Midterm, Winter 2013

Sky Willamette Ferry Street Bridge jan 26

The Willamette River from the Ferry Street Bridge (a nice escape after the midterm is over)

Here is today’s midterm for #J361.

Part I
• Every numbered question in this portion is about the book Inside Reporting, by Tim Harrower, and nothing else, except where explicitly stated.
• You have until about 2:45 for this part (because you’ll then want to move on to Part II).
• Each question is worth two points of 100 total for the midterm.
• You may not use notes or the internet.
• You may use a phone or the calculator on a computer for the math question.
• If you don’t know something, skip it and come back later.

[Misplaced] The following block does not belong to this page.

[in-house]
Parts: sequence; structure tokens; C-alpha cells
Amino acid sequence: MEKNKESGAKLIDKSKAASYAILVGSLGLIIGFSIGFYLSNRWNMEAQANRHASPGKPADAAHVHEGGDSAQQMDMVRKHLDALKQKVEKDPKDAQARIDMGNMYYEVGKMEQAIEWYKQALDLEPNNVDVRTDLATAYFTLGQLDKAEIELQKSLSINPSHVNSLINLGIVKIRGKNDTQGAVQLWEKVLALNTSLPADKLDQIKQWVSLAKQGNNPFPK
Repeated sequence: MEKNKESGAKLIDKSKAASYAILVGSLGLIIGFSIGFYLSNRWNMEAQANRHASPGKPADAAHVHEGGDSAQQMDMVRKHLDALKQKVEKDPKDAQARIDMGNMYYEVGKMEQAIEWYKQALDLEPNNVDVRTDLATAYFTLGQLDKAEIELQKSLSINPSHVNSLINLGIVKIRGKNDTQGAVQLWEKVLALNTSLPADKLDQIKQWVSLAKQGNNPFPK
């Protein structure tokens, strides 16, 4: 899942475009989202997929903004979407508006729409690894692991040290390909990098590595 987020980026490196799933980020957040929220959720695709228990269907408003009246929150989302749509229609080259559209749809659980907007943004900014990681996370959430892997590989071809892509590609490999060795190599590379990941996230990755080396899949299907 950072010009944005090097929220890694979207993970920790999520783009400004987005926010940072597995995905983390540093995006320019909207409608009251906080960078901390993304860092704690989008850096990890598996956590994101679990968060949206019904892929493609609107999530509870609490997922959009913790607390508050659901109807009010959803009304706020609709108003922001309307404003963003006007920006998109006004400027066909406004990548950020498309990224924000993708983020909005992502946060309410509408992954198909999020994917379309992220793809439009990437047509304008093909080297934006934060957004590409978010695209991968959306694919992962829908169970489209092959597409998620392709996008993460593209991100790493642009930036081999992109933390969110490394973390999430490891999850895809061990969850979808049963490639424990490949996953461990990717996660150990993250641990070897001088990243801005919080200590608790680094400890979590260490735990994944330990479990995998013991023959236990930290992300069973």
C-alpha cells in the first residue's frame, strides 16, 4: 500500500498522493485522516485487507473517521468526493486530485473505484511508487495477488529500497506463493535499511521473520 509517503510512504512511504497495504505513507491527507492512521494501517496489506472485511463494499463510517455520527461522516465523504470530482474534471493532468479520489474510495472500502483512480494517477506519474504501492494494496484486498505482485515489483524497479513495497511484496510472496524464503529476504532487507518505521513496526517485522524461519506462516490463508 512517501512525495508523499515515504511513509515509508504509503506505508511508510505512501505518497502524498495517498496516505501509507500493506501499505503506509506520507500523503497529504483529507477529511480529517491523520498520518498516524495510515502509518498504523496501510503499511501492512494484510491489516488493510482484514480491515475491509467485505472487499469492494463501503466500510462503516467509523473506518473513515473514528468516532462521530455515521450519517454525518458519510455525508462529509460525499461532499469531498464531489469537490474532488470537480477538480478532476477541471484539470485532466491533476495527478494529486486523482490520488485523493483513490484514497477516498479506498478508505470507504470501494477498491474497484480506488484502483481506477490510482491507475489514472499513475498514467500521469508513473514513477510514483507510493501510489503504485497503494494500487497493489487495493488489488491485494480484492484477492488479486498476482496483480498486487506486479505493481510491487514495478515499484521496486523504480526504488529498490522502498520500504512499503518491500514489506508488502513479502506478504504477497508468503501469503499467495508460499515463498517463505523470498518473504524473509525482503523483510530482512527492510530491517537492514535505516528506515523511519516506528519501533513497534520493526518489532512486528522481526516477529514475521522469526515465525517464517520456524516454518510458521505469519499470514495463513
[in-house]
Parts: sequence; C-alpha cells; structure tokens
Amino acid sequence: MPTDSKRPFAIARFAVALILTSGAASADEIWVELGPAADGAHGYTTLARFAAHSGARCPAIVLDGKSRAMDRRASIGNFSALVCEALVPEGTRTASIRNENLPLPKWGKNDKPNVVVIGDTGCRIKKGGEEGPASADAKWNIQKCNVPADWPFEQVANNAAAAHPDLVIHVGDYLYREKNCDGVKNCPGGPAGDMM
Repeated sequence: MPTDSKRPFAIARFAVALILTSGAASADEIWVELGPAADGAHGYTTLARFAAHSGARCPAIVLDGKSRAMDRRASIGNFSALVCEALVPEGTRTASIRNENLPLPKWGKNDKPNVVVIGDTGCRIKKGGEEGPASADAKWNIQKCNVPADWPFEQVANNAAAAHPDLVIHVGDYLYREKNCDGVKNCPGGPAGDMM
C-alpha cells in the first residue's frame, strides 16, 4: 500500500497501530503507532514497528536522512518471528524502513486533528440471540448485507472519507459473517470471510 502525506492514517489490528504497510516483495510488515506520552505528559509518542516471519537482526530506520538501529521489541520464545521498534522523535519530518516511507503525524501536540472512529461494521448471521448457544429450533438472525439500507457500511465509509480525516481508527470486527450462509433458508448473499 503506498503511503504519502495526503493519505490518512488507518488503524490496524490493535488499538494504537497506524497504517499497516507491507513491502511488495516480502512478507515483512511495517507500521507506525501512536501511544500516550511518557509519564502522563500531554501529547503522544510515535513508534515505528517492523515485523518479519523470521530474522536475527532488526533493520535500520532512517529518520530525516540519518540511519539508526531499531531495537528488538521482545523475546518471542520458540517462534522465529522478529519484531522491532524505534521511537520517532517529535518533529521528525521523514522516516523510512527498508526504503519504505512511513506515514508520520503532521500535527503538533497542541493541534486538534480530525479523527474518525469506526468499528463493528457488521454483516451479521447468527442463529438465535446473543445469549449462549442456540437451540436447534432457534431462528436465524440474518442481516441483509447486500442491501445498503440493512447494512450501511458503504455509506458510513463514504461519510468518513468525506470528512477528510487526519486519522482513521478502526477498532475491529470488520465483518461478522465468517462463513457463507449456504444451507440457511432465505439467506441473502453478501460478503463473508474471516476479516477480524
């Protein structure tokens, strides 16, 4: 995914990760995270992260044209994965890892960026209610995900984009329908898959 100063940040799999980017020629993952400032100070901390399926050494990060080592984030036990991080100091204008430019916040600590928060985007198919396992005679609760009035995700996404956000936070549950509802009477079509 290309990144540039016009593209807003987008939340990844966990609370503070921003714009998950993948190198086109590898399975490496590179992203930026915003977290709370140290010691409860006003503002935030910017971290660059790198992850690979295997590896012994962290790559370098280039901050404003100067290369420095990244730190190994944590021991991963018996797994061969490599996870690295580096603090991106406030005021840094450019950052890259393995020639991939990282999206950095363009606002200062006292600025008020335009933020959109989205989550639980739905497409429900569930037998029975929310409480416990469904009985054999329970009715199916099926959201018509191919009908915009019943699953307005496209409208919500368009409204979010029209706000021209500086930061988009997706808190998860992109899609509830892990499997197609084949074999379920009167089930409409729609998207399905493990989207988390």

• The bonus questions are worth half a point apiece.

1. What do reporters need to remember about readers, according to Harrower? (List at least four things.) Bonus: What kind of story are you, personally, willing to invest time in as a reader?

2. Back in the day when the U.S. was a British colony and newspapers got their start, did those newspaper publishers let or put opinion in their news stories?
Also, please list two newspaper areas in 2013 where opinion is not only acceptable but even required.

3. Yes, cats and Lindsay Lohan rule the internet. But you’re a journalist, so you also deeply care about news values. What does a story need in order to be news? List at least four properties or values.

4. You’ve picked your profile subject, and he’s agreed to be profiled by you. Now you’re going to observe him at work. According to Harrower’s “Observation” page, what are four different kinds of things you’ll be recording in your notes as you observe? (Example: Sound or sounds)